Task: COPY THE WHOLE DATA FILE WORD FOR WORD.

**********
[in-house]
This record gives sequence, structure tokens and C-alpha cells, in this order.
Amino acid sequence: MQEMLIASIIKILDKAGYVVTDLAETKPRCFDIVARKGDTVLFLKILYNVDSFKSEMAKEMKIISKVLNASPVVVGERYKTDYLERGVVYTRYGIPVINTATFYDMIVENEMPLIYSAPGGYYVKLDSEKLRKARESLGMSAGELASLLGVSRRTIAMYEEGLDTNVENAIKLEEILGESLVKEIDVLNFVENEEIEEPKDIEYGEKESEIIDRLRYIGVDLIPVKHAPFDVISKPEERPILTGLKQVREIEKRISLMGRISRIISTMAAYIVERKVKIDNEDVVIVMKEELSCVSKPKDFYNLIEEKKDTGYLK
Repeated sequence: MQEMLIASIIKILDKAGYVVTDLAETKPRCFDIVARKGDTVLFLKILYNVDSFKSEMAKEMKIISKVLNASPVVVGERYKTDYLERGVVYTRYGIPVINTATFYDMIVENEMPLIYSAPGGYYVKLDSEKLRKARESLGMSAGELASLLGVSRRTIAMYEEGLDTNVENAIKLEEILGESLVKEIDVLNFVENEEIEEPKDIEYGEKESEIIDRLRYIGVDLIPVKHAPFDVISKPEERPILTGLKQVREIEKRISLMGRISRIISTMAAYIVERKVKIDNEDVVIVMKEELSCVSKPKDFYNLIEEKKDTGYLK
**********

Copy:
[in-house]
This record gives sequence, structure tokens and C-alpha cells, in this order.
Amino acid sequence: MQEMLIASIIKILDKAGYVVTDLAETKPRCFDIVARKGDTVLFLKILYNVDSFKSEMAKEMKIISKVLNASPVVVGERYKTDYLERGVVYTRYGIPVINTATFYDMIVENEMPLIYSAPGGYYVKLDSEKLRKARESLGMSAGELASLLGVSRRTIAMYEEGLDTNVENAIKLEEILGESLVKEIDVLNFVENEEIEEPKDIEYGEKESEIIDRLRYIGVDLIPVKHAPFDVISKPEERPILTGLKQVREIEKRISLMGRISRIISTMAAYIVERKVKIDNEDVVIVMKEELSCVSKPKDFYNLIEEKKDTGYLK
Repeated sequence: MQEMLIASIIKILDKAGYVVTDLAETKPRCFDIVARKGDTVLFLKILYNVDSFKSEMAKEMKIISKVLNASPVVVGERYKTDYLERGVVYTRYGIPVINTATFYDMIVENEMPLIYSAPGGYYVKLDSEKLRKARESLGMSAGELASLLGVSRRTIAMYEEGLDTNVENAIKLEEILGESLVKEIDVLNFVENEEIEEPKDIEYGEKESEIIDRLRYIGVDLIPVKHAPFDVISKPEERPILTGLKQVREIEKRISLMGRISRIISTMAAYIVERKVKIDNEDVVIVMKEELSCVSKPKDFYNLIEEKKDTGYLK